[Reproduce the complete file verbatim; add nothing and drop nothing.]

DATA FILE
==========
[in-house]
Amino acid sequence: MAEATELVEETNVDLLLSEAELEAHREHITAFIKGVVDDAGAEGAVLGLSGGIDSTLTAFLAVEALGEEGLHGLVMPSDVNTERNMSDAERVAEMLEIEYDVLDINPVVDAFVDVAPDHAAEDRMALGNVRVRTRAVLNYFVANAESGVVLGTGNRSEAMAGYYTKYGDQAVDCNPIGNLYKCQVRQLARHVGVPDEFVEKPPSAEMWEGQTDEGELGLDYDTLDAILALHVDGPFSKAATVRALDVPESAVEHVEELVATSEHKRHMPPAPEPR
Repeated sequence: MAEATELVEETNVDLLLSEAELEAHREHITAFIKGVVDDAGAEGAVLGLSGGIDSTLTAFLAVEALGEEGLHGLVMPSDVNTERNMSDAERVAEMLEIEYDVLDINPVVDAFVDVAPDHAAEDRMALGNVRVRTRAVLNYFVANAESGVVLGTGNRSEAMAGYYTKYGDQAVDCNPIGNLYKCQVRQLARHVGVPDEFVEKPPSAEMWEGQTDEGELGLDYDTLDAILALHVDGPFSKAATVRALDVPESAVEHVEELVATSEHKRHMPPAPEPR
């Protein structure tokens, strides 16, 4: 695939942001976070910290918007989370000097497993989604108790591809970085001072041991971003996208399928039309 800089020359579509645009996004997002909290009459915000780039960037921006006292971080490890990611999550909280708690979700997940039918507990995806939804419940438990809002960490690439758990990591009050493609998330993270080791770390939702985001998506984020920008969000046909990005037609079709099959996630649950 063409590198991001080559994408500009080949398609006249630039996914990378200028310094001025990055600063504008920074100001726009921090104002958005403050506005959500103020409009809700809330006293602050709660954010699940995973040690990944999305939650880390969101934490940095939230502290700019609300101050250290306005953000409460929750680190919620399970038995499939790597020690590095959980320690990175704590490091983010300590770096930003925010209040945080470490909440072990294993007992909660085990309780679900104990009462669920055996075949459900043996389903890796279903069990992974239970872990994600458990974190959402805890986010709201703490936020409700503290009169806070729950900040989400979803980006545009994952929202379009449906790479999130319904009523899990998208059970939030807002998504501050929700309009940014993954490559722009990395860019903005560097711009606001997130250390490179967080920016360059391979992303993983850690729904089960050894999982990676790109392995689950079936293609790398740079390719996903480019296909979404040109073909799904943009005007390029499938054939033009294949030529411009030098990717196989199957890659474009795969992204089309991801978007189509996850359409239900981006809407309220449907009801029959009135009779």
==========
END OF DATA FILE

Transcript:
[in-house]
Amino acid sequence: MAEATELVEETNVDLLLSEAELEAHREHITAFIKGVVDDAGAEGAVLGLSGGIDSTLTAFLAVEALGEEGLHGLVMPSDVNTERNMSDAERVAEMLEIEYDVLDINPVVDAFVDVAPDHAAEDRMALGNVRVRTRAVLNYFVANAESGVVLGTGNRSEAMAGYYTKYGDQAVDCNPIGNLYKCQVRQLARHVGVPDEFVEKPPSAEMWEGQTDEGELGLDYDTLDAILALHVDGPFSKAATVRALDVPESAVEHVEELVATSEHKRHMPPAPEPR
Repeated sequence: MAEATELVEETNVDLLLSEAELEAHREHITAFIKGVVDDAGAEGAVLGLSGGIDSTLTAFLAVEALGEEGLHGLVMPSDVNTERNMSDAERVAEMLEIEYDVLDINPVVDAFVDVAPDHAAEDRMALGNVRVRTRAVLNYFVANAESGVVLGTGNRSEAMAGYYTKYGDQAVDCNPIGNLYKCQVRQLARHVGVPDEFVEKPPSAEMWEGQTDEGELGLDYDTLDAILALHVDGPFSKAATVRALDVPESAVEHVEELVATSEHKRHMPPAPEPR
């Protein structure tokens, strides 16, 4: 695939942001976070910290918007989370000097497993989604108790591809970085001072041991971003996208399928039309 800089020359579509645009996004997002909290009459915000780039960037921006006292971080490890990611999550909280708690979700997940039918507990995806939804419940438990809002960490690439758990990591009050493609998330993270080791770390939702985001998506984020920008969000046909990005037609079709099959996630649950 063409590198991001080559994408500009080949398609006249630039996914990378200028310094001025990055600063504008920074100001726009921090104002958005403050506005959500103020409009809700809330006293602050709660954010699940995973040690990944999305939650880390969101934490940095939230502290700019609300101050250290306005953000409460929750680190919620399970038995499939790597020690590095959980320690990175704590490091983010300590770096930003925010209040945080470490909440072990294993007992909660085990309780679900104990009462669920055996075949459900043996389903890796279903069990992974239970872990994600458990974190959402805890986010709201703490936020409700503290009169806070729950900040989400979803980006545009994952929202379009449906790479999130319904009523899990998208059970939030807002998504501050929700309009940014993954490559722009990395860019903005560097711009606001997130250390490179967080920016360059391979992303993983850690729904089960050894999982990676790109392995689950079936293609790398740079390719996903480019296909979404040109073909799904943009005007390029499938054939033009294949030529411009030098990717196989199957890659474009795969992204089309991801978007189509996850359409239900981006809407309220449907009801029959009135009779």